A Modest Proposal To Help AMC Out Of Its Programming Tailspin

Things are not going well over on AMC these days. Despite the fact that The Walking Dead is the biggest show on cable, profits for the network slipped 12 percent in the last quarter and most of that has to do with the network’s inability to find a new hit. Breaking Bad is over, Mad Men is heading into its final season after a ratings slip in the first half, and the network hasn’t had a break-out hit since The Walking Dead. On top of that, they’re spending millions on new shows and they aren’t panning out.

After a promising start, The Killing had a steep drop in the ratings and was cancelled twice (before being picked up by Netflix for a fourth and final season). The third season finale of that show ended with 1.5 million viewers. Low Winter Sun debuted after Breaking Bad in its final season with 2.51 million viewers but was cancelled after the first season finale fell to meager .63 million viewers. Hell on Wheels gets a modest 2 million viewers (on Saturdays), but there’s no buzz surrounding that show. Turn debuted in April with a lousy 2.1 million viewers, and the most recent episode has already fallen to 1.3 million viewers, which is actually BETTER than the 1.2 million viewers who tuned in to the premiere of the heavily promoted Halt and Catch Fire.

Granted, the 1.2 million viewers that watched the premiere of Halt and Catch Fire do not include those who watched the pilot episode during the two-week preview period, in which AMC had released it onto the Internet, and ratings will obviously pick up once DVR viewership is accounted for (Mad Men regularly doubled its viewership once DVR viewers were taken into account). Still, that has to be a huge disappointment, especially for what I thought was the best pilot on AMC since The Killing.

But there is potentially an easy solution to AMC’s woes, and it wouldn’t be difficult to implement.

AMC should give up on Sundays.

There’s just too much competition on Sunday nights. HBO regularly dominates that night in cable, the networks throw some of their best dramas into the competition, and Showtime usually has something solid on Sunday nights, as well. There’s too many f**king options, and AMC’s shows continue to suffer due to the multitude of great choices. Game of Thrones all by itself has basically sucked all the attention away from Mad Men, Turn and now Halt and Catch Fire.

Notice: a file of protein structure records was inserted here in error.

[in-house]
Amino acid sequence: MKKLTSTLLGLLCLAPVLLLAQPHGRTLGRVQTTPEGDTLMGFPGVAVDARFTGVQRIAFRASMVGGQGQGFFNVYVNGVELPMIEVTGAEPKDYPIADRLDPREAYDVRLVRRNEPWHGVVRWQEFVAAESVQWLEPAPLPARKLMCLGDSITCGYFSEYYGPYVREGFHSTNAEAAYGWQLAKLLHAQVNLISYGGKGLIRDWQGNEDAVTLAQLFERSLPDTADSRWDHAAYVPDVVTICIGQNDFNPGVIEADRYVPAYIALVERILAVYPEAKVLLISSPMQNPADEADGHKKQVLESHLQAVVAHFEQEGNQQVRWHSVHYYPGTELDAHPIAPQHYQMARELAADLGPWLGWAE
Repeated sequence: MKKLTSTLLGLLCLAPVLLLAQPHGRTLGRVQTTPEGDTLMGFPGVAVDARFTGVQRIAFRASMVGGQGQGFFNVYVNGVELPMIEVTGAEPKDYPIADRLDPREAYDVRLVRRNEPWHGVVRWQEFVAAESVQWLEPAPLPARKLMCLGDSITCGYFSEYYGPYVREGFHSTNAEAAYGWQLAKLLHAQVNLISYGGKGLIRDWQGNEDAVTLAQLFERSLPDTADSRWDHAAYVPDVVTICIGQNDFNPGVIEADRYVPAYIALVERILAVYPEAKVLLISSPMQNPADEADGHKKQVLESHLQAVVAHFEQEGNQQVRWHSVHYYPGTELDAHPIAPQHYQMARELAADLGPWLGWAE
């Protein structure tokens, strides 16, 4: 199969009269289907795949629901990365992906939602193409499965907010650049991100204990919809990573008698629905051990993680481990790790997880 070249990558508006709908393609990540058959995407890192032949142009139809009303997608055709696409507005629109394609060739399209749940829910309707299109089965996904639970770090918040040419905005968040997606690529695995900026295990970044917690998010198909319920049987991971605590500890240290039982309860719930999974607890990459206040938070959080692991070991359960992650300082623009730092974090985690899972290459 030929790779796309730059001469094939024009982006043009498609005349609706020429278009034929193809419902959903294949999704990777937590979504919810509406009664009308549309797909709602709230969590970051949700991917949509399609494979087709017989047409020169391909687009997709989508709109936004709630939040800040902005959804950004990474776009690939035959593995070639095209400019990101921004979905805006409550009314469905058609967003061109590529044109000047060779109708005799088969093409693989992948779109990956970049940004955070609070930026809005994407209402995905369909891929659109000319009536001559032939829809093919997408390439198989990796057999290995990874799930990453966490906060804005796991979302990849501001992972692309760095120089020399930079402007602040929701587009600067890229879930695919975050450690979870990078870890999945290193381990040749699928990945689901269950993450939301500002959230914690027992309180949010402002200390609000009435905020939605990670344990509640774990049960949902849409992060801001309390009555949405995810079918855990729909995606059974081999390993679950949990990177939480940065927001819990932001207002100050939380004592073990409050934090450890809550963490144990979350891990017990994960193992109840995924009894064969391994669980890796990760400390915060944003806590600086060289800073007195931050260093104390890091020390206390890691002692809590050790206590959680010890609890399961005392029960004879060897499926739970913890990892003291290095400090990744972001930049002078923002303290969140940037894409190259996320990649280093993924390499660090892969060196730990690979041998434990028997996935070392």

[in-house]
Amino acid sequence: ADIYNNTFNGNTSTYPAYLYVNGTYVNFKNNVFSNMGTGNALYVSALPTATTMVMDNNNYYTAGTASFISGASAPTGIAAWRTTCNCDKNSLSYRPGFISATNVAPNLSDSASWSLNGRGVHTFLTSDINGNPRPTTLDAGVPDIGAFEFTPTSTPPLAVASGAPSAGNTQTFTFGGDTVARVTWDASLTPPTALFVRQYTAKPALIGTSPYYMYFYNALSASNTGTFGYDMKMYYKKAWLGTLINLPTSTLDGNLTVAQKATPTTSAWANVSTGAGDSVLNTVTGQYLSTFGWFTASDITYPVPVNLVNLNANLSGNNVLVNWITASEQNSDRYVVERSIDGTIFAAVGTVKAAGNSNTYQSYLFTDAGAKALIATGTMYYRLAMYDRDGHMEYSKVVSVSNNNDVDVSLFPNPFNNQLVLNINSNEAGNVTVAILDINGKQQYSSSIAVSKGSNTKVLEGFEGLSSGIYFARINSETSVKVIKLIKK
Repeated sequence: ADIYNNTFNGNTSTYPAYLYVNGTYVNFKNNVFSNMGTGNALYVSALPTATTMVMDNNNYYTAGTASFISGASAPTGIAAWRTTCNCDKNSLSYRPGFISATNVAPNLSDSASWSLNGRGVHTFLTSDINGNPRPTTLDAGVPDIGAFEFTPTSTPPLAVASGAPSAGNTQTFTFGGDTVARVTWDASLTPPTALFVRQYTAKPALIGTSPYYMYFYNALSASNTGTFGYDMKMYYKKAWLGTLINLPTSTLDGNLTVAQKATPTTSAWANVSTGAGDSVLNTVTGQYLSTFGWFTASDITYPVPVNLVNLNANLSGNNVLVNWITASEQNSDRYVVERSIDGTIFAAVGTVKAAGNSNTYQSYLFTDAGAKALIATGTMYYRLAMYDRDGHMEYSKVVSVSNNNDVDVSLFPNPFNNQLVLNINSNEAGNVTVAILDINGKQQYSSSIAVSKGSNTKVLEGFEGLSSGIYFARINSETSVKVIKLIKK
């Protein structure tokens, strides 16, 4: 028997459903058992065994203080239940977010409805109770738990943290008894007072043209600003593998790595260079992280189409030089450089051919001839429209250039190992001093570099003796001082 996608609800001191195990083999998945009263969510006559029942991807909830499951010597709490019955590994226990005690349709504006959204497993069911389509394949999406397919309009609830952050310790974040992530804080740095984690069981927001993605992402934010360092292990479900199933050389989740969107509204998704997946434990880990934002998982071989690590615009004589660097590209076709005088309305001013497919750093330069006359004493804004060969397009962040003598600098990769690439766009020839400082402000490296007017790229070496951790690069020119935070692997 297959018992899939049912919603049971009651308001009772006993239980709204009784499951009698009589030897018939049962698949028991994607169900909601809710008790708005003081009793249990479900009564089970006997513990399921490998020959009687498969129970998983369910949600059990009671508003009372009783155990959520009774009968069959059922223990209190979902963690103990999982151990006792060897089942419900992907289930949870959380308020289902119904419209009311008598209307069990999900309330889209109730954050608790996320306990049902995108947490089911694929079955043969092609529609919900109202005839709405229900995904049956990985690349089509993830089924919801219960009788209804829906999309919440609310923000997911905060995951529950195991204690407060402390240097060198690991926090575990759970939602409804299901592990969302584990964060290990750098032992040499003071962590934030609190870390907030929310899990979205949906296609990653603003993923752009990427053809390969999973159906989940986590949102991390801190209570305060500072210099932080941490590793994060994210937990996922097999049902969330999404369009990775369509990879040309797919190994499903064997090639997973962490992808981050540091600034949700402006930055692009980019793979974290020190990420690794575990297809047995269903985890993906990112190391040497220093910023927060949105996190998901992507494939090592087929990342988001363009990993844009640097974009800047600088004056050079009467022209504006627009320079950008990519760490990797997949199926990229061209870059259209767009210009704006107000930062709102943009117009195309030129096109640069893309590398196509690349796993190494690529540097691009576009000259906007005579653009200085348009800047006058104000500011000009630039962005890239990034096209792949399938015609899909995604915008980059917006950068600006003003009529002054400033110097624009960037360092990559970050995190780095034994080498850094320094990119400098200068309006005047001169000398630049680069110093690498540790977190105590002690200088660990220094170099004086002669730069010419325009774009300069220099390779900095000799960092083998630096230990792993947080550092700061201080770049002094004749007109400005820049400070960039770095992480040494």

Sunday night IS HBO’s night.

I understand that when a series airs is not as important as it once was thanks to time shifting because, but it does matter when it comes to buzz, hype, and promotion, or the things that help a television series grow. It’s difficult to raise awareness about a series when, on Monday morning, all anyone can talk about is the latest death on Game of Thrones. There are fewer recaps, think pieces, and break-outs on AMC’s shows simply because online media is focussed on HBO’s shows on Monday morning.

And yet, we have much less to talk about on Tuesday morning because overall programming isn’t as good on Monday nights. Look: HBO/Showtime own Sunday nights. FX has built a nice little niche on Tuesday nights with Fargo, Sons of Anarchy, and Justified, and the broadcast networks generally dominate on Thursday nights. AMC could give up on Sundays, and simply plant their flags on Monday and completely own that night as far as prestige drama goes. Monday is, after all, the second most viewed night in television (120 million viewers) behind only Sunday (125 million), and there’s only one program — Monday Night Football — that offers that much competition, and that’s only on 16 weeks of the year, and during those months, AMC runs The Walking Dead anyway, which holds its own just fine against Sunday Night Football.

I wasn’t a huge fan of Turn, but I probably would’ve given more of my attention to it if its only real drama competition was The Blacklist. Low Winter Sun might have fared better against The Following or Almost Human or Castle, and Halt and Catch Fire is a much better alternative than the return of 24, the only real competition (besides Louie) on Monday nights. And if Halt and Catch Fire had premiered last night instead of Sunday night, I’d probably be talking about that show this morning instead of the ratings woes of AMC.

It’s a frequent complaint we hear on the Internet: There’s too many shows on Sunday nights. Collectively, we just don’t have enough bandwidth to devote to all those programs. If AMC vacates that night for Monday, it would not only boost AMC’s ability to cut through the competition, it would also allow shows like Penny Dreadful, Veep and Silicon Valley to attract the eyeballs that might have otherwise have been devoted to Mad Men and Halt and Catch Fire.

AMC has some really promising shows on the horizon: Knifeman, Galyntine, Better Call Saul, the Walking Dead spin-off, and Seth Rogen’s adaptation of Preacher, among others. I think they’d all have a much better chance at succeeding if they weren’t competing with Game of Thrones, The Leftovers, True Blood, Boardwalk Empire, True Detective, and some of the promising dramas they have on tap like Brink, Utopia and Westworld. Selfishly, I wish AMC would move their original dramas to Monday nights, too, because staying up until 2 or 3 in the morning to watch everything that HBO, Showtime, and AMC airs is a pain in the ass.

It’s good for AMC. It’s good for the Internet, and it’s good for the viewers. EVERYBODY WINS. Please call your Congressman. Let’s make this happen.